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Darwin Correspondence Project

To J. D. Hooker   [5 April 1866]1



My dear Hooker.—

Please ask Mr Smith (who I shd. think wd be trustworthy) 1st. where the Sion House Cucumber is crossed by foreign a var. whether the fruit is always, generally or only rarely affected? 2d Is there any other change besides flavour, & what is flavour that a change in it can be detected?— 3d Has Mr S. himself crossed the Sion H. with foreign pollen?—2

I wd. not trouble you, but this case sounds of real value to me.—

Yours affect | C. D.

We hope to go to 6 Queen Anne St next Wednesday, if both are well enough, but this depends on the doctrine of chances.—3


The date is established by the relationship between this letter and the letter to J. D. Hooker, [9 April 1866]. In 1866, 5 April was the Thursday before 9 April.
CD had thanked Hooker for the ‘cucumber case’ in his letter of 4 April [1866]. John Smith (1821–88), curator of the Royal Botanic Gardens, Kew, had previously been gardener to the duke of Northumberland at Syon House, Middlesex (R. Desmond 1994). CD was interested in the possible effects of the male element on the female element in crossing. In Variation 1: 397–403, he gave numerous examples of plants in which the internal or external characteristics of the fruit were modified as a result of pollination by another plant. CD noted that such modifications had been observed in cucumbers in England but did not provide corroborative evidence (ibid., p. 399). See also Correspondence vol. 6, letter from J. D. Hooker, [2 December 1857].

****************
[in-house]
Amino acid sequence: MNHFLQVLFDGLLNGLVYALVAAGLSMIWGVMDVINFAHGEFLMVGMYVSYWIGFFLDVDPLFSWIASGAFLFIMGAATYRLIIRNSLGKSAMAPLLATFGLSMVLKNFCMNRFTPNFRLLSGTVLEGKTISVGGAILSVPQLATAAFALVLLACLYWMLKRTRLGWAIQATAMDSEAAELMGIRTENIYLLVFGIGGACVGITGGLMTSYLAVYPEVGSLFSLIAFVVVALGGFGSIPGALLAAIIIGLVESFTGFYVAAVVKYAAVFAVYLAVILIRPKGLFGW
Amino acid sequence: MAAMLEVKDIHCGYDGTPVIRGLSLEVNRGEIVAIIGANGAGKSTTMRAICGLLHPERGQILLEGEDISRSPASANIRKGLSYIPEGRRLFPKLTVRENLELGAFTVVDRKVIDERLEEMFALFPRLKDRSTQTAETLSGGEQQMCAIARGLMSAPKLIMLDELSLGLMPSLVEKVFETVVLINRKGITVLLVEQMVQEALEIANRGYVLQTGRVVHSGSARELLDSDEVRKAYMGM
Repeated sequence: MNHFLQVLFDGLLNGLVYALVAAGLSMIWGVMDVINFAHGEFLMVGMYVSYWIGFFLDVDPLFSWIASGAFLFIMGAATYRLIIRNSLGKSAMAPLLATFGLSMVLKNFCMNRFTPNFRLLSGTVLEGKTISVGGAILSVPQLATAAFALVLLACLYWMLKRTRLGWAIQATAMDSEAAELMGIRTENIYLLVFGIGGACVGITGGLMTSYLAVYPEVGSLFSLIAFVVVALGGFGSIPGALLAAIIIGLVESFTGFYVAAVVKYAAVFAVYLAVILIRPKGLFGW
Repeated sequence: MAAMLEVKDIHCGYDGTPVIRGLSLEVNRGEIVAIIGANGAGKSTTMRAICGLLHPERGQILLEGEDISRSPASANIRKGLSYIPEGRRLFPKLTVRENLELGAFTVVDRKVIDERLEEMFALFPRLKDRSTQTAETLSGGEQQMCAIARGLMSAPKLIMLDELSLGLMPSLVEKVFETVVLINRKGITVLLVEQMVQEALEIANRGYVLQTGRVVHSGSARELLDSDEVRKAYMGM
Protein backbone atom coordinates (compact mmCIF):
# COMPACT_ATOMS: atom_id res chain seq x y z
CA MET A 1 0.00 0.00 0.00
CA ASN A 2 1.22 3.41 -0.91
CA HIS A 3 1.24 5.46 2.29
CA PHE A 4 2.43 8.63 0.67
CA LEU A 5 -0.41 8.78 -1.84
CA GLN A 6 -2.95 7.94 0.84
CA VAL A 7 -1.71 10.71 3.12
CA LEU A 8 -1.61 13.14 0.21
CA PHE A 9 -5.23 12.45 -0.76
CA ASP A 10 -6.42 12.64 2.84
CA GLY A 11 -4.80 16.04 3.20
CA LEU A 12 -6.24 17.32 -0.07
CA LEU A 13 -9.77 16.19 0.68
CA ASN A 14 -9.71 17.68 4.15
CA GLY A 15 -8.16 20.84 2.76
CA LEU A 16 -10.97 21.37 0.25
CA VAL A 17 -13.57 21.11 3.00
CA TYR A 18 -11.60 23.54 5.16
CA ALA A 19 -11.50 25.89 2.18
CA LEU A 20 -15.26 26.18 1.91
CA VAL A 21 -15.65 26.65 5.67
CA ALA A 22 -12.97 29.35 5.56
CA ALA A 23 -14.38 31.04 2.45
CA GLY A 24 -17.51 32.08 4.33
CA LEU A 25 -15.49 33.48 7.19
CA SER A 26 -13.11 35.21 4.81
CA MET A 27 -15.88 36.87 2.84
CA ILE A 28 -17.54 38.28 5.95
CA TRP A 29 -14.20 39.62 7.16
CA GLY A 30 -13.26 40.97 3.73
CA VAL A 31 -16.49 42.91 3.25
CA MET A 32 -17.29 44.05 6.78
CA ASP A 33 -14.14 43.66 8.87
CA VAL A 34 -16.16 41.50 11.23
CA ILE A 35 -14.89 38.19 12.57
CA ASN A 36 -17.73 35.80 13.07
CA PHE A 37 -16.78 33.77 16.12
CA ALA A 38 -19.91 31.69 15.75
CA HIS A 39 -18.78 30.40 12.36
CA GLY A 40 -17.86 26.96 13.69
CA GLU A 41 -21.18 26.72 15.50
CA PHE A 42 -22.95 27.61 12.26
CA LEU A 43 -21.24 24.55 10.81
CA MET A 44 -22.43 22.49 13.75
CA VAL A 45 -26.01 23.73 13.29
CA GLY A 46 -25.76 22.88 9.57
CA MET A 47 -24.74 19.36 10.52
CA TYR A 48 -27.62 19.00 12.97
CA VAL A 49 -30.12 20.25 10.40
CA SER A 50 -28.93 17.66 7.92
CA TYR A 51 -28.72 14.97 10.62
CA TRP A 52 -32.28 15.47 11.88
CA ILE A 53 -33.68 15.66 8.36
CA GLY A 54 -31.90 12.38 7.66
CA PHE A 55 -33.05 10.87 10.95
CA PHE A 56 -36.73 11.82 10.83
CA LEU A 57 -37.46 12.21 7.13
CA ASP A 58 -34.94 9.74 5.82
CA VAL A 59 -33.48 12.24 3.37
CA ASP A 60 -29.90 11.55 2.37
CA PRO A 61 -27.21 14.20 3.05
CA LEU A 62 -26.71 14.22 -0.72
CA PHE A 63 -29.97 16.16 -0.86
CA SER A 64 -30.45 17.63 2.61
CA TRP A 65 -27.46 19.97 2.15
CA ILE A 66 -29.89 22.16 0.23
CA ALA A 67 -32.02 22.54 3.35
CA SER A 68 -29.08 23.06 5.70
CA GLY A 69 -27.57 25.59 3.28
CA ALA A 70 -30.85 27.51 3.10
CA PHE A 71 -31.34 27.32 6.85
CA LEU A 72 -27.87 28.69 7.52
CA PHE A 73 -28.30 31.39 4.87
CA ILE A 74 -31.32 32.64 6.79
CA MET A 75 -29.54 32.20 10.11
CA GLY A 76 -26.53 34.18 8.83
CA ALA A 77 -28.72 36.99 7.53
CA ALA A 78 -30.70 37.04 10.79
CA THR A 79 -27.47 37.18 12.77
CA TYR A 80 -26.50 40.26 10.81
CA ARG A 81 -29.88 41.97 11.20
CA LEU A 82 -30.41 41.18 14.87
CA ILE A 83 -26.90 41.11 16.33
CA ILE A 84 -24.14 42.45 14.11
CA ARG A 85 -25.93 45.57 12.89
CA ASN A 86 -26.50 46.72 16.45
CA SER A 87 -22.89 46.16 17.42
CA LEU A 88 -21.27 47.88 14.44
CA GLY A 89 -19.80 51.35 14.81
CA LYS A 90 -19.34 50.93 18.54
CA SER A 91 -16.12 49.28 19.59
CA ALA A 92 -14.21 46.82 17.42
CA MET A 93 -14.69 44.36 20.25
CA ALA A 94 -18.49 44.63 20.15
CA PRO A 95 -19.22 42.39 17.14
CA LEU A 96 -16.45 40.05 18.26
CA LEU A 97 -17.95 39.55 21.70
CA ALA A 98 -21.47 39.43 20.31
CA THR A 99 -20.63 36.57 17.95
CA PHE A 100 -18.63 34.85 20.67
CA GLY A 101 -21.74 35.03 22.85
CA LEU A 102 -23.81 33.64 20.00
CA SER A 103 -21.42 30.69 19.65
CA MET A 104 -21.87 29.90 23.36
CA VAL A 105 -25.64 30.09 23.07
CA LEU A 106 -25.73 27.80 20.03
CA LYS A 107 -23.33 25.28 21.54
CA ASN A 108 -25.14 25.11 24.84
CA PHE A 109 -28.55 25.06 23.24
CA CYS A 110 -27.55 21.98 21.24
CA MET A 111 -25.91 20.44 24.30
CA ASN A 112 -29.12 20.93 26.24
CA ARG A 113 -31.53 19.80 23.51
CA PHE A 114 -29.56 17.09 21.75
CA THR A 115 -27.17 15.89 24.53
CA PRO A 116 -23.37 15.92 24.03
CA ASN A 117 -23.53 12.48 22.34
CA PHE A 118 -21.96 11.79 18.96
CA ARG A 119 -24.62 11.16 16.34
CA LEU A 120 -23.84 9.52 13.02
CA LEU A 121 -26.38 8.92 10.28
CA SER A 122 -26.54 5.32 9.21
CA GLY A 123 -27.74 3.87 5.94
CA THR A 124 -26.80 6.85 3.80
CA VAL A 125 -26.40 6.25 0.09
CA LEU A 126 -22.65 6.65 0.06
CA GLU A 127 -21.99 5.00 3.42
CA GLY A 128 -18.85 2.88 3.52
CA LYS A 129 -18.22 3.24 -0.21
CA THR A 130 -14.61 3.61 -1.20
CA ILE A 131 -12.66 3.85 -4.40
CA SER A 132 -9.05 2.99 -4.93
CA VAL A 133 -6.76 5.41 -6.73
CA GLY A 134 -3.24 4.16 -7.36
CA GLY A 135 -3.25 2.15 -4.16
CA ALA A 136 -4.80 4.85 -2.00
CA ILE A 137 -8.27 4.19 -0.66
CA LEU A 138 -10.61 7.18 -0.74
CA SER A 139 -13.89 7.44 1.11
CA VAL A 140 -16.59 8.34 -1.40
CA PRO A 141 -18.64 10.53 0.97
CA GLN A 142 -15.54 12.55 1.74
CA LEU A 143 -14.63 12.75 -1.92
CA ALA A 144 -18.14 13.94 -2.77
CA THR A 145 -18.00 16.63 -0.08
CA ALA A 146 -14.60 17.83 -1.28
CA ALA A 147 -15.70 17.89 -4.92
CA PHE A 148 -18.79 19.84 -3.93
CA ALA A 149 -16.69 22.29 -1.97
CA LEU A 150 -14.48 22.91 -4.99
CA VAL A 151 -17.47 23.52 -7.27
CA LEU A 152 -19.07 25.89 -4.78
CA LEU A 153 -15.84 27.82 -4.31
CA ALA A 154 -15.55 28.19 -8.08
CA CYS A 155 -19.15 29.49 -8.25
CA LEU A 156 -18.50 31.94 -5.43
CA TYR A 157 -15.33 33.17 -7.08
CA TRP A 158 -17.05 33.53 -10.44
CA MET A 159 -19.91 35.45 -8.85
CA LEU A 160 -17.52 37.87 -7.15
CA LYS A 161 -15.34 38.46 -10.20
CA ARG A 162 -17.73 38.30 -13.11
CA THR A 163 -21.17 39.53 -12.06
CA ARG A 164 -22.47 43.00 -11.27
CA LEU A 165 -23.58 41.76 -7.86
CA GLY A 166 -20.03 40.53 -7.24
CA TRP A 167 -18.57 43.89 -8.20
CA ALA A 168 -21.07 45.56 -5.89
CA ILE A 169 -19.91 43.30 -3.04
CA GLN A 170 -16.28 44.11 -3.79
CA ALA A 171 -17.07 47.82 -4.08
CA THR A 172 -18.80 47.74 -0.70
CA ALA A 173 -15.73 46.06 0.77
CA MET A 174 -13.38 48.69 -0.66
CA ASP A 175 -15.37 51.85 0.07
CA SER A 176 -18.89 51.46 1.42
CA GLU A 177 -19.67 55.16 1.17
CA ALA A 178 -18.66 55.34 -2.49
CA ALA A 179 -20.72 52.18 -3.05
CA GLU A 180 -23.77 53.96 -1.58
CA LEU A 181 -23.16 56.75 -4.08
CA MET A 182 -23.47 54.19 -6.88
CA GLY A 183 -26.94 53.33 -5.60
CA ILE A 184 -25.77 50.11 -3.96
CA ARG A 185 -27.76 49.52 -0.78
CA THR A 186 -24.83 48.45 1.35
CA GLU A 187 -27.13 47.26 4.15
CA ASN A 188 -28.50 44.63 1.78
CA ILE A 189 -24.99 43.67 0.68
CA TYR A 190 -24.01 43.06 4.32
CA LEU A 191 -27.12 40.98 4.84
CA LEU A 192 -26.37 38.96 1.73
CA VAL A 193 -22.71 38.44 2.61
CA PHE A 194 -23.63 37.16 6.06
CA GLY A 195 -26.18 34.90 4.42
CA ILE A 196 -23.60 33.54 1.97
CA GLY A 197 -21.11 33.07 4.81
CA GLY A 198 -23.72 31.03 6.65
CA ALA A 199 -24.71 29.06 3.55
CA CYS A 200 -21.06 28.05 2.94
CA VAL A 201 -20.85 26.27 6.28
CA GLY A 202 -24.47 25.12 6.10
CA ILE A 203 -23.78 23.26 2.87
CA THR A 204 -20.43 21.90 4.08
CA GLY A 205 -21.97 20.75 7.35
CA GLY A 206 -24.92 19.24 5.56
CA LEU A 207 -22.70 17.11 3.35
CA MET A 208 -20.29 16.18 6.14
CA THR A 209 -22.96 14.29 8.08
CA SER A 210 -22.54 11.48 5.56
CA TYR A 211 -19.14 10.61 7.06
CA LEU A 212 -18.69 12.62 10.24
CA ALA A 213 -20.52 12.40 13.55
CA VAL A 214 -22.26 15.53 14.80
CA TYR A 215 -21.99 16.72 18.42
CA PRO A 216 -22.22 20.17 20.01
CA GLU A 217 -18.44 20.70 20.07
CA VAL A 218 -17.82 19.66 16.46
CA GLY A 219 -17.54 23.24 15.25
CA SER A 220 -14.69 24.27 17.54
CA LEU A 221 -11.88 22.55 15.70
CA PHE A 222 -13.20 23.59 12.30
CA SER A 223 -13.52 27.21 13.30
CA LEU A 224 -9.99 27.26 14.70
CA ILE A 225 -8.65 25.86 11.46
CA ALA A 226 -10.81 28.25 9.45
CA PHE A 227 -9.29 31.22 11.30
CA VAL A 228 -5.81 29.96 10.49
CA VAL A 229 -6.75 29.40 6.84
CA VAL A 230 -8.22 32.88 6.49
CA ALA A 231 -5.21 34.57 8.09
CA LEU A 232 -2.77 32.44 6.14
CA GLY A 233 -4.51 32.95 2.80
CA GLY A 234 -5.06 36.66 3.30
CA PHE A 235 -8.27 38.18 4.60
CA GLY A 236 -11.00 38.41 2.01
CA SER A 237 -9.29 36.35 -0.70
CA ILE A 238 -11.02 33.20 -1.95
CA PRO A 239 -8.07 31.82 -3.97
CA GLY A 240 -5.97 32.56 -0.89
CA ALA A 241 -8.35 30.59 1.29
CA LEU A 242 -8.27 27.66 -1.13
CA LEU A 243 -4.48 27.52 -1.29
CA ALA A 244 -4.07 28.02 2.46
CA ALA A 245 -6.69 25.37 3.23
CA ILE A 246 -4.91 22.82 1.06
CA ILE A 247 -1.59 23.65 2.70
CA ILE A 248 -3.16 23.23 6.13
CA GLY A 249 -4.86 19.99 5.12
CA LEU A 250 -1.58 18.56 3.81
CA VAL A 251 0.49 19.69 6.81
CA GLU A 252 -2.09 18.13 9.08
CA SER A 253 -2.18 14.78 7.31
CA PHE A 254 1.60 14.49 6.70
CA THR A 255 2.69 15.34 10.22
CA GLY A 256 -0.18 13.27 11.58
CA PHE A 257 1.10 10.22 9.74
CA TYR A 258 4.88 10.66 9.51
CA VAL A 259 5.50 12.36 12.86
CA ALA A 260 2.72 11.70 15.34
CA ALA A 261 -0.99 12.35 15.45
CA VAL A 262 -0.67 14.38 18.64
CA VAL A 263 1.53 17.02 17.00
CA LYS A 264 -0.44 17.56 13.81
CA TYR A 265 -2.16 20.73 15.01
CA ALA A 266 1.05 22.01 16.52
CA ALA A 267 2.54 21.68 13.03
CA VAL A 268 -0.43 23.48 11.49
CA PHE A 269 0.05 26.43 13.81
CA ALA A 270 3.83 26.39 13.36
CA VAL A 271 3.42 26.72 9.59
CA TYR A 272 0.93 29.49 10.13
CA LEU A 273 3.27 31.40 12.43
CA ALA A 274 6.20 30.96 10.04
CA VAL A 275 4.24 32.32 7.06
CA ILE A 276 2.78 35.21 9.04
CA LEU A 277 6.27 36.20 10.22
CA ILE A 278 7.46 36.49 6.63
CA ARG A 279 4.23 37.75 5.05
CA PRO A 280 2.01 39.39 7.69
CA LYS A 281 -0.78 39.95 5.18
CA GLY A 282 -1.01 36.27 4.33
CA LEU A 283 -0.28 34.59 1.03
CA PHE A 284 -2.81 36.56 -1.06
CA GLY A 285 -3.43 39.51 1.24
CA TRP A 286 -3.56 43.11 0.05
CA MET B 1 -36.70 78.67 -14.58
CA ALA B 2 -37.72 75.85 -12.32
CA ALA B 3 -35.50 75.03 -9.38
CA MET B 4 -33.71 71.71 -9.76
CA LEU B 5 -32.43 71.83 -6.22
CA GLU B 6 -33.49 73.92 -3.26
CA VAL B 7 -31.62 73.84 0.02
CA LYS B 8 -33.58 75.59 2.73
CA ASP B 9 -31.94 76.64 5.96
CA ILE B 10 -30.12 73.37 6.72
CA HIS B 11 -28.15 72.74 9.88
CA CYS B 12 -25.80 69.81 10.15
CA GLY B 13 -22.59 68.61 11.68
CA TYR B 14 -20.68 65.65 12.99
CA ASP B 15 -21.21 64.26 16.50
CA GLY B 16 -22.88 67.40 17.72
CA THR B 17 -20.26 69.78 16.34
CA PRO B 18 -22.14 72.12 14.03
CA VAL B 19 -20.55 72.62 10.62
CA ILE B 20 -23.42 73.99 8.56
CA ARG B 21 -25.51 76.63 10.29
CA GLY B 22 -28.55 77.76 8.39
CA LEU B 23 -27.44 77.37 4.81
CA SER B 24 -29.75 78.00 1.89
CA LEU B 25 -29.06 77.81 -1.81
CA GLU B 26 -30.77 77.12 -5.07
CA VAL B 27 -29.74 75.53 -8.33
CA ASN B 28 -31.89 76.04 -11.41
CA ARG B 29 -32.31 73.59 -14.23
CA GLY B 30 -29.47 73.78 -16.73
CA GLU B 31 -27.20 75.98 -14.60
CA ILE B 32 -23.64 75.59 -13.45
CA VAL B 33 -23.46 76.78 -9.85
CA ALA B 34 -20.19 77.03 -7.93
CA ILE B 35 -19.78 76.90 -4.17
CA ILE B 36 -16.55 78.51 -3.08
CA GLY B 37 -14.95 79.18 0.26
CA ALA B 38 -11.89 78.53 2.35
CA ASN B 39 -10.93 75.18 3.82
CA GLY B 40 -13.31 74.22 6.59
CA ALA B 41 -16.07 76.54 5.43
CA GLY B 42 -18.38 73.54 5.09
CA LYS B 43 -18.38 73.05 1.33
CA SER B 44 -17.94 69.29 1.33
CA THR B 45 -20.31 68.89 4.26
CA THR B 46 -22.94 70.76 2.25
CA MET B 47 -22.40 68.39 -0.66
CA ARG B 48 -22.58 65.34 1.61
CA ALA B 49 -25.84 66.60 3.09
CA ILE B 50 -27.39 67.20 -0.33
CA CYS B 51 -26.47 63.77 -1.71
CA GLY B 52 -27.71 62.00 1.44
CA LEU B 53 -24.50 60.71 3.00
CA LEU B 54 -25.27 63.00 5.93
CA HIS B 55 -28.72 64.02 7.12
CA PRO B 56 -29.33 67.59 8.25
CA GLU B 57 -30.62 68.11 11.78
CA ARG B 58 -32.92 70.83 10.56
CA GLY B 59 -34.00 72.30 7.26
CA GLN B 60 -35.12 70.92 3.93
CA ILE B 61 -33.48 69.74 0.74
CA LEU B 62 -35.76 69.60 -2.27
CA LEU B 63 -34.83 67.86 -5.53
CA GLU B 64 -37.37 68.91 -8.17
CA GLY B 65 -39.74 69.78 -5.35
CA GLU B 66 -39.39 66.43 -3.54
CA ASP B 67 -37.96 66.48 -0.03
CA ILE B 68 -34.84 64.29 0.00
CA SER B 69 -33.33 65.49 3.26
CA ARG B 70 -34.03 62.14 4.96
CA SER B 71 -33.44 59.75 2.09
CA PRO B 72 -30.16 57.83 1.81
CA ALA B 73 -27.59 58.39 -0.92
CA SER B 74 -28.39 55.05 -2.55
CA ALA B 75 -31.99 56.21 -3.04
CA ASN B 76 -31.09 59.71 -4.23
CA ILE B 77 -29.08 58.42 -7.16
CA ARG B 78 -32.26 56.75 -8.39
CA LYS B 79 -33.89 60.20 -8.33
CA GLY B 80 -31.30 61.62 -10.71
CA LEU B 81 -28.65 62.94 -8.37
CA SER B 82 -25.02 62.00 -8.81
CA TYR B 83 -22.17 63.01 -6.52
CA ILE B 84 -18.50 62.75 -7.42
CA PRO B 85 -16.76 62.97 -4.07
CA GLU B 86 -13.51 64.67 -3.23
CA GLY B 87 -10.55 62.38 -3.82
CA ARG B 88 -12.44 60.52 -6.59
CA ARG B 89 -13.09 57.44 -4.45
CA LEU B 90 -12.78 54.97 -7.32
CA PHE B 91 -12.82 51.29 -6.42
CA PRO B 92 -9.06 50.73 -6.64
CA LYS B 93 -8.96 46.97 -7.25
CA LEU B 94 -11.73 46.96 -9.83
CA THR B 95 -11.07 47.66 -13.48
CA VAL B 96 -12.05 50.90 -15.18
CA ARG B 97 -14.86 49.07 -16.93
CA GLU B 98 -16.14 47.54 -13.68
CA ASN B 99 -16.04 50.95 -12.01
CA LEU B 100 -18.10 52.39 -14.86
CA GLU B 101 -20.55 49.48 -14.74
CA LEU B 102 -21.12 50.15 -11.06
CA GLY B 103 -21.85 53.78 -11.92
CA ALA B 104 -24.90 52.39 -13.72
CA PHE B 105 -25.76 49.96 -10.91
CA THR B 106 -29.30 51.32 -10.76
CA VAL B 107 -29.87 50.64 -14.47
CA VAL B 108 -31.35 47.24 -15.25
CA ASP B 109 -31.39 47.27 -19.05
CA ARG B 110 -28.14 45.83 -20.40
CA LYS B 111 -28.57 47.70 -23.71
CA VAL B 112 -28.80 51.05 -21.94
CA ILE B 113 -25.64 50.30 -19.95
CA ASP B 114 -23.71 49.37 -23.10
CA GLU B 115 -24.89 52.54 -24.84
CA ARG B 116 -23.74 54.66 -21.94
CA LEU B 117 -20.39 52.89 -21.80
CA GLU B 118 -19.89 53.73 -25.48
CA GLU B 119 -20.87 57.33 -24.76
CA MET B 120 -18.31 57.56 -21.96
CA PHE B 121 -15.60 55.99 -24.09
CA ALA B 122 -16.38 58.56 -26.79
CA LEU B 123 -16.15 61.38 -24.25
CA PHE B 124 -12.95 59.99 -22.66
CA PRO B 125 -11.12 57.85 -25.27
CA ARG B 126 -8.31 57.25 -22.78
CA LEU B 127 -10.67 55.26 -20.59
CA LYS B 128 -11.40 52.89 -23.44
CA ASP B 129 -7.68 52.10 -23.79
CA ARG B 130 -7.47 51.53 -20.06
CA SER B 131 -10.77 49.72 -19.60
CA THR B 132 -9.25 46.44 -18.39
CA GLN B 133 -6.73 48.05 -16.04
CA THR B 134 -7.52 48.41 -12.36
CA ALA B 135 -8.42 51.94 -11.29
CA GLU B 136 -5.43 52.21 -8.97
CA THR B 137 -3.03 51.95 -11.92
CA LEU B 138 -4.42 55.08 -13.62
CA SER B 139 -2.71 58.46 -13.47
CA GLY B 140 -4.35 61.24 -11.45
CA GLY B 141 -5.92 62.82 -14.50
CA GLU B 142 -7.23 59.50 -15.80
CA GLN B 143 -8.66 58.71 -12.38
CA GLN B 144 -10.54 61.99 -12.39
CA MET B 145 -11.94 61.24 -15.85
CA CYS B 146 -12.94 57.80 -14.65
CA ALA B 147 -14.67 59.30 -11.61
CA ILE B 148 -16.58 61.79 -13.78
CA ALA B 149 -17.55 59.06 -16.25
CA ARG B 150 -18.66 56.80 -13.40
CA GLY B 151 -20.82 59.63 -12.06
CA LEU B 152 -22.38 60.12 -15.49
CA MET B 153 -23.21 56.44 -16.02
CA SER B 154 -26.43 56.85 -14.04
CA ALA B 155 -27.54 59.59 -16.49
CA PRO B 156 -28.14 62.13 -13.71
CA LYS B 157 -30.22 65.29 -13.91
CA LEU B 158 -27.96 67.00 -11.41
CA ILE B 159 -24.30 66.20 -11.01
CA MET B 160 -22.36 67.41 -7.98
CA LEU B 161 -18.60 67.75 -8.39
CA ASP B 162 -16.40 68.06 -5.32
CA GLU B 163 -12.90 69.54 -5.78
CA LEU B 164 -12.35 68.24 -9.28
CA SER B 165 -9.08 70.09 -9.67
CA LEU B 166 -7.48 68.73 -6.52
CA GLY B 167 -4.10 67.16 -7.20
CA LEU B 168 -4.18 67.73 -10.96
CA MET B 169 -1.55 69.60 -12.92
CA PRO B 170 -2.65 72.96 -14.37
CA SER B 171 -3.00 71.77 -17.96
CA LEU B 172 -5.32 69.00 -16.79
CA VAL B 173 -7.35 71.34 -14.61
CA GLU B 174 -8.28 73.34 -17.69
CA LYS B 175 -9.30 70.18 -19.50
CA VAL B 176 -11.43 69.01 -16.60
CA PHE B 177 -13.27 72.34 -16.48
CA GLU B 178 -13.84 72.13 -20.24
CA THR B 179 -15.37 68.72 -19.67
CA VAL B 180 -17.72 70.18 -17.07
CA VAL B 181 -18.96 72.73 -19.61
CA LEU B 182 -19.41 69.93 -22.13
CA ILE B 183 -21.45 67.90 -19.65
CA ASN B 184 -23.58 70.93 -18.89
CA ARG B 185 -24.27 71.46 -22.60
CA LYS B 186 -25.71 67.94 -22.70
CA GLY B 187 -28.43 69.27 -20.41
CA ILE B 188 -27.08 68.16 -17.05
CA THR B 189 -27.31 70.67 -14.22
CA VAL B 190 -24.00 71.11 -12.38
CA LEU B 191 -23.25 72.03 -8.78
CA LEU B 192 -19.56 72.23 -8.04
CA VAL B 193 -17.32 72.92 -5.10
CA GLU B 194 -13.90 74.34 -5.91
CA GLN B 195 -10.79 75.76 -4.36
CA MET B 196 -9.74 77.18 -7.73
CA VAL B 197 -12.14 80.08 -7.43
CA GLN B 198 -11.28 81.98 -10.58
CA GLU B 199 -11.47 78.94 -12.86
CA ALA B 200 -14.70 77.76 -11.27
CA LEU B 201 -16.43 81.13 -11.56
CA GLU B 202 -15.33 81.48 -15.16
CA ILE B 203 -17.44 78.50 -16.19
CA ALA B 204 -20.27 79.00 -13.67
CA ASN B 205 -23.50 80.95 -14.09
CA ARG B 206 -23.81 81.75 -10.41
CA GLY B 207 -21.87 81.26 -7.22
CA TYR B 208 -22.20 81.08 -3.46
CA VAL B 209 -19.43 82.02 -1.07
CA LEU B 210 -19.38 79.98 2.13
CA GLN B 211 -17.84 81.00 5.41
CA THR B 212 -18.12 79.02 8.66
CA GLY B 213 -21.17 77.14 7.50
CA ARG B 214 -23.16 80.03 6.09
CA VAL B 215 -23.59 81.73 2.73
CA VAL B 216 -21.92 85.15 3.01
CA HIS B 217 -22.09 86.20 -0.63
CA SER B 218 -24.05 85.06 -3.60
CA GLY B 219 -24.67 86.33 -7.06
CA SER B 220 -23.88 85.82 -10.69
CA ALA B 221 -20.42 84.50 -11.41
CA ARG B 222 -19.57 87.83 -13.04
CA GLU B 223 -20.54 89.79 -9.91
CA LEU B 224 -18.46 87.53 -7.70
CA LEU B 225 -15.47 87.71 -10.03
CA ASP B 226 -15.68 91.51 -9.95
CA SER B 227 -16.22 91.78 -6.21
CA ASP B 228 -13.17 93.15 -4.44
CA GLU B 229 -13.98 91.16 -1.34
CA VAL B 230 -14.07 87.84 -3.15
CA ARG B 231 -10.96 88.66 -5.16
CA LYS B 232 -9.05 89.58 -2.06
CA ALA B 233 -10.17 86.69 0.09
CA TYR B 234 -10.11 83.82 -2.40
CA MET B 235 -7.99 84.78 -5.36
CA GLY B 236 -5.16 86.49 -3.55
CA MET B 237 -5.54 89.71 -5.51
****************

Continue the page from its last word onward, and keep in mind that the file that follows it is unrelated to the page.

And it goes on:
Six Queen Anne Street was the London address of CD’s brother, Erasmus Alvey Darwin. CD and Emma Darwin both fell ill with influenza in the following week, and did not go to London until 21 April (Emma Darwin’s diary (DAR 242)).


Correspondence: The correspondence of Charles Darwin. Edited by Frederick Burkhardt et al. 28 vols to date. Cambridge: Cambridge University Press. 1985–.

Desmond, Ray. 1994. Dictionary of British and Irish botanists and horticulturists including plant collectors, flower painters and garden designers. New edition, revised with the assistance of Christine Ellwood. London: Taylor & Francis and the Natural History Museum. Bristol, Pa.: Taylor & Francis.

Variation: The variation of animals and plants under domestication. By Charles Darwin. 2 vols. London: John Murray. 1868.


Queries for John Smith [Kew curator] on crossing a cucumber variety.

Letter details

Letter no.
Charles Robert Darwin
Joseph Dalton Hooker
Sent from
Source of text
DAR 115: 286
Physical description
ALS 2pp

Please cite as

Darwin Correspondence Project, “Letter no. 5054,” accessed on 26 May 2022,

Also published in The Correspondence of Charles Darwin, vol. 14